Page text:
After the Coronavirus pandemic spread across the United States and impacted most of our lives, it landed me in a situation where work slowed down immensely. This time has been a challenge but also a gift because it finally allowed me the opportunity to refocus my attention on my aspiring UX/UI design journey that’s been resonating in me for over a year. It’s been in the cards for some time but it’s finally the most opportune time for me to take the leap! I recently enrolled in the CareerFoundry UX/UI bootcamp; a 5 to 10-month intensive design program concentrating on user-centered design principles including competitive analysis, user research, conceptualizing, and designing products through wireframing and prototyping, as well as visual design.
My first assignment was to complete a competitive analysis of 3 similar mobile apps that help users learn new words. The biggest challenge was just getting started. Honestly, that was the hardest part for me. For some reason, fear can get the best of me at times, and frankly it caused me a turtle paced start. The reading material on User Design Thinking was good but I went down a rabbit hole doing many other side research projects on everything else, like did I decide on the right bootcamp to how to properly create a iPhone mockup to use in presentations. I dreaded the idea of starting something new that I could possibly fail at. Gulp.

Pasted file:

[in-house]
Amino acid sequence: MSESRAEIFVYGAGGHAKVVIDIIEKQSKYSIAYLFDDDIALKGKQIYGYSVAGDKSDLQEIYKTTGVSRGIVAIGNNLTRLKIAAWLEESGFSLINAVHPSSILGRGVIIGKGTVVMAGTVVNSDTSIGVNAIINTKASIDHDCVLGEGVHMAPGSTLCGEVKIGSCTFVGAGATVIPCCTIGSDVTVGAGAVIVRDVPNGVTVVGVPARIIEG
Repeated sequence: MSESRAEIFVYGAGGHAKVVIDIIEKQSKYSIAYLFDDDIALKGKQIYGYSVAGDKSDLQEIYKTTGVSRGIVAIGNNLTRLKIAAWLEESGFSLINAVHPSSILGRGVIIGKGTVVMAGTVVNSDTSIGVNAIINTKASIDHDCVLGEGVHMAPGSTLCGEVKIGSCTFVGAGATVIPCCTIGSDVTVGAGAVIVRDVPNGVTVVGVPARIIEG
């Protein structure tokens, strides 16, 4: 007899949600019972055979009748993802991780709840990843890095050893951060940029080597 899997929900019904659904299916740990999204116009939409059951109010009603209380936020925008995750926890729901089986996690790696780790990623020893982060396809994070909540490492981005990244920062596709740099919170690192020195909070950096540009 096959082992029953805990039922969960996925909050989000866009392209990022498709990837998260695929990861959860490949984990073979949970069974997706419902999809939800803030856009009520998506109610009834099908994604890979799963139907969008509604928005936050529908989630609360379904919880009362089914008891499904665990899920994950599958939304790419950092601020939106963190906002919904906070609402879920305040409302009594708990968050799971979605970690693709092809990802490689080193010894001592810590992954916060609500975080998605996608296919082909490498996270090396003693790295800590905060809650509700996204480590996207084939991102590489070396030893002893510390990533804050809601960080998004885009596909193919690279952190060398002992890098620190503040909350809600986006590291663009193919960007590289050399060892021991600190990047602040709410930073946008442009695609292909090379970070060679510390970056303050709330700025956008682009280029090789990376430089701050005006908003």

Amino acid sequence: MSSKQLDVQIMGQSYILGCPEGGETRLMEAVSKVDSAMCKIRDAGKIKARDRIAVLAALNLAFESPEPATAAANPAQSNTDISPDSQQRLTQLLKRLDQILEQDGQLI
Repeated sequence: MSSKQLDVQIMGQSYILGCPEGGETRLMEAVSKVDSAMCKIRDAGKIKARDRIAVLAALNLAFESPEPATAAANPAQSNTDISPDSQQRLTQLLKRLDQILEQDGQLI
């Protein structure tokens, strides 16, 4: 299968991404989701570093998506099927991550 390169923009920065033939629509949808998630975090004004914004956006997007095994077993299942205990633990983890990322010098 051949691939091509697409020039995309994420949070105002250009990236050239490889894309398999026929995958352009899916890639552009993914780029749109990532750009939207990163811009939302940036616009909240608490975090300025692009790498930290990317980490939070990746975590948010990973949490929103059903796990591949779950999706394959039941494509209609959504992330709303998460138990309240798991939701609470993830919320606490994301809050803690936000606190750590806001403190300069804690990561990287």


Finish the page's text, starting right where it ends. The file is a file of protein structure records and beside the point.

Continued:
But after many days struggling internally with my own fears, I pushed through it and started plugging away at the project at hand. I learned how to apply the first stage of the design thinking process to a given problem through the research phase. I took the time to develop an assessment of the strengths and weaknesses of competitor apps. I ended up putting in a lot of hard work and time into my first assignment. Throughout the process, I was critically evaluating my own work, stepping back to see if I was producing something of quality.
I went back a dozen times, asking myself – did I correctly answer all of the project questions, did I apply design thinking and understanding in the process, am I presenting this project in the best way without wasting precious time. It was a task that I was eager to accomplish and the moment I finally pressed the submit button in my student portal I was filled with relief and pride. My tutor responded hours later letting me know that my assignment was approved and job well done! Exhale. My UX/UI feet are finally wet and I plan to keep swimming in this UX/UI pool of new explorations!
Choosing a UX career path that offers Balance
Today, there are so many obligations to juggle and so little time to fit everything into our busy calendars. But there should always be balance where ever possible for a healthy and happy journey. The challenge is figuring out how to design a life that supports both our professional aspirations, as well as our personal goals. Unfortunately, I for one have lived a life that’s been balance challenged… but I am certainly up for changing that!